Teachers Tell Stories PechaKucha-Style

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“Storytelling as the root of community is a culture that we librarians cultivate. Creating a space that allows the sharing of stories— as well as a platform for listening to the tales of others—  builds bridges.”

Wednesday evening’s inaugural “Neno Kwa Neno” event at a local café brought together about forty members of the school community for a fun evening under the stars. The atmosphere was relaxed, with dinner and drinks served by friendly staff:  a delightful way to top off a busy day of teaching and professional workshops.

Kiswahili for word for word, the “Neno Kwa Neno” gathering was a cross-campus challenge to “tell a story- any story” using the PechaKucha– style of presentation.

The format is simple: 20 slides, 20 seconds. Presenters have exactly 6 minutes and 40 seconds to tell their story as the kiosk of slides flip through in 20 second intervals. Touching on a variety of interesting and surprising topics, seven speakers, mainly teachers, shared their stories.  The curious audience was rapt in attention. High in the sky, through the leaves of the bougainvillea, the moon shone bright.  The Q&A session after each talk allowed audience members to interact with the storytellers.

Storytelling as the root of community is a culture that we librarians cultivate. Creating a space that allows the sharing of stories— as well as a platform for listening to the tales of others—  builds bridges. Events like these highlight the fact that there is more to our colleagues than what we see during the work week.  We teach, yes. And we love it. But we also live interesting lives outside of our careers. We’re goal-setting inspirers, ambulance drivers, Dungeon Masters, recycling activists, career jumpers, surfers, and carnival dancers.

Here’s to nurturing a story-telling culture and to the plans we are formulating to set up another Neno Kwa Neno gathering. Most of all? Here’s to celebrating the lives that we live after work hours.

 

The Art of Eliminating Distractions

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MULTI-TASKING TURNS TO SINGLE-TASKING, INCREASING THE ABILITY TO FOCUS.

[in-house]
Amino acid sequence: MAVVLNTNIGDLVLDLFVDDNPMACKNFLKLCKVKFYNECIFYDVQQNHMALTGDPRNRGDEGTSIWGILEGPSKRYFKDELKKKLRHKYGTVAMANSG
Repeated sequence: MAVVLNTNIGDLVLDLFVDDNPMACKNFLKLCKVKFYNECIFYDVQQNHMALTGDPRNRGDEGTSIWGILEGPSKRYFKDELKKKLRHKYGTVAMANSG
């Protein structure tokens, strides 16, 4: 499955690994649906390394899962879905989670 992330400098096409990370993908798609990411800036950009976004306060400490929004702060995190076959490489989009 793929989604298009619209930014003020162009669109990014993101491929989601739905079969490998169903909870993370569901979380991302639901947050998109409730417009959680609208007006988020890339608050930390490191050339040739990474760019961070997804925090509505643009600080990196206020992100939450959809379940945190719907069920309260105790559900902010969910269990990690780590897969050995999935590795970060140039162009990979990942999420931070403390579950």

Do you find it difficult to focus when you write? That “ding” of an incoming email interrupts your thought process. A Skype message or phone call breaks your concentration just as you’ve found the perfect sentence to wrap up a really juicy paragraph. Your flow is interrupted by that weird sound that Facebook makes when to indicate that someone has commented on a photo or status update. Interrupted by the distraction, you grasp to recover the thought you just had, but it has escaped into oblivion, never to be found again.

Enough of that. One tool that I’ve been using for years to help me concentrate in a clean, distraction-free writing environment is something called OmmWriter. The free download offers a writing tool for PC, Mac, and iPad. Ommwriter is your own private writing room where you can close the door behind you to focus on your writing in peace”. Gone are the icons at the bottom of your screen. Gone is the toolbar at the top of your word document. Gone are the webpages, tabs, and browsers. All you see is a clean, uninterrupted screen, just ready for a new idea or creative thought. Even spell check is turned off so that your ideas aren’t blocked by the obsessive need to edit mid-sentence. When you’re finished, just copy, paste and save your text into a Word document and move into the editing phase.

OmmWriter is a helpful application that helps writers focus. It’s clean and free –  a fresh, calm breeze in a world of technological distractions. Multi-tasking turns to single-tasking, increasing the ability to focus. Find out more about it here.